A veterinary pathologist shares his perspective on the monkey outbreak

Dr. Amy McNeil is a veterinary pathologist who studies and teaches smallpox viruses at Colorado State University.

Fort Collins, Colo. – Dr. Amy McNeill researches and teaches smallpox viruses at Colorado State University (CSU). He is an associate professor of the Department of Microbiology, Immunology and Pathology at the College of Veterinary Medicine and Biomedical Sciences of KSU.

Dr. McNeil spoke with 9News’ Jennifer Meckles to explain what he knows about monkeypox and its impact on animal species.

This interview has been edited for context and length.

9NEWS: Tell us more about the smallpox virus family

Smallpox viruses are a very large group of viruses that can infect most animals on the planet. Avian pox viruses are found in goats, sheep, cattle, and humans. The monkeypox virus is a subgroup of smallpox called the orthopoxviruses, and it’s a very important subgroup because one of its members was smallpox, which was a dangerous infection for humans that we eradicated through vaccination.

“Monkeypox was called ‘monkeypox’ because it was first isolated and found in monkeys, but we don’t really think it’s a reservoir. We think that the reservoir of the virus is some squirrels and rodents… So monkeys, like us, are very good at causing monkeypox.

9News: As you watch this outbreak, is the monkeypox virus playing out the way you expected it to? Is it evolving as quickly as we saw the mutation of COVID-19?

“They have sequenced some isolates from this new outbreak and there is no significant change in the genetics of this virus compared to previous outbreaks. So it didn’t come out like COVID that changed its genome and now it’s something new. It’s been a long time coming.”

9News: Tell us more about the spread of the virus in past outbreaks and today.

“It’s usually a relationship with pets or other types of animals. A person gets infected and then unwittingly spreads it to a family member or someone they touch or eat or something like that.”

“We can observe [past outbreaks] Here, people – often young children – came into contact with wild animals, squirrels or rodents, or during the 2003 outbreak in the United States, prairie dogs were transported from Africa with the rodents. .”

“Unfortunately, that’s what we’re seeing [in this current outbreak] There is a lot of person-to-person transmission for many people [sexual] partners”.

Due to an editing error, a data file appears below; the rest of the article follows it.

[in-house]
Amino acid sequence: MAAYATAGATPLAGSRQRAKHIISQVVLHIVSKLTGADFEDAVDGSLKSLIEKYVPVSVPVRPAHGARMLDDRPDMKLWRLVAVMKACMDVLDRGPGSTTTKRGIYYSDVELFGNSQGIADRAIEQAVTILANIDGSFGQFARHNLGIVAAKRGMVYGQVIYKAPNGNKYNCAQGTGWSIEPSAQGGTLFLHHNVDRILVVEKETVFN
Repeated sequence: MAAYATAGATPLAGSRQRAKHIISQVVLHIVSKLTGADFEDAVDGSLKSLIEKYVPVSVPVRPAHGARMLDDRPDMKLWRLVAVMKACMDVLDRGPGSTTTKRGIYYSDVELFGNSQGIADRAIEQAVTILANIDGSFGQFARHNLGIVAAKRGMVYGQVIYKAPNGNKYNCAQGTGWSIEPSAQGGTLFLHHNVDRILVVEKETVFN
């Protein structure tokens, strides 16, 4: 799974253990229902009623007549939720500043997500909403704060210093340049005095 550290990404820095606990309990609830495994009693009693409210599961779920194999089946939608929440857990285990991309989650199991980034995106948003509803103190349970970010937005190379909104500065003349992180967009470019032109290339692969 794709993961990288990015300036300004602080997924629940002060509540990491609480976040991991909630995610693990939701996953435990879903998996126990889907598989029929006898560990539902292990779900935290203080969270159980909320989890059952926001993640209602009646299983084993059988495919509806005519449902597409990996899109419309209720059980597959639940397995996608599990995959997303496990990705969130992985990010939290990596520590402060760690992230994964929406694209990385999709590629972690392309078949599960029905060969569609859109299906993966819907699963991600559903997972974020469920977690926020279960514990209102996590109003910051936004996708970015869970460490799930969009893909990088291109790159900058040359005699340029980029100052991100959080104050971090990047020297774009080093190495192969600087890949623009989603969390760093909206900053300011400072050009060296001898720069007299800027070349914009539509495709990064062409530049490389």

“From what we know, the most common way of transmission is through contact. But we do know that the virus can be transmitted through what we call a “fomite,” a piece of clothing or something a person wears. And if you touch those clothes, you can catch the virus.”

9News: What do we know about the severity of this type of monkeypox?

“There are two types of monkeypox virus known to us, one isolated from West Africa and the other from the Congo Basin region. Mostly Congo region [strain] It’s a bit of a pain. Both are dangerous, but fortunately they are dealing with a less serious illness, so hopefully there will be fewer deaths.”

“But way [the current outbreak] It’s not surprising that it’s spreading, I think we’re dealing with a less severe one. I think some people may be less affected, or not even aware that they have ulcers [initially] for they are in the cavity of the mouth or nose, or in the anus, and therefore they do not see them at first.’

9News: With your interest in the smallpox virus, what are you observing about this outbreak?

“My main concern, and the concern of many other smallpox virologists I’ve talked to, is that there will be reverse transmission of the monkeypox virus to animal populations that have allowed it to become endemic in other parts of the world. For so long it has been endemic only to species in Africa. Now, I think it’s quite possible that it will become endemic in the US or Europe.”

“We’d better contain it before it gets into any of our wildlife so it doesn’t become endemic here.”

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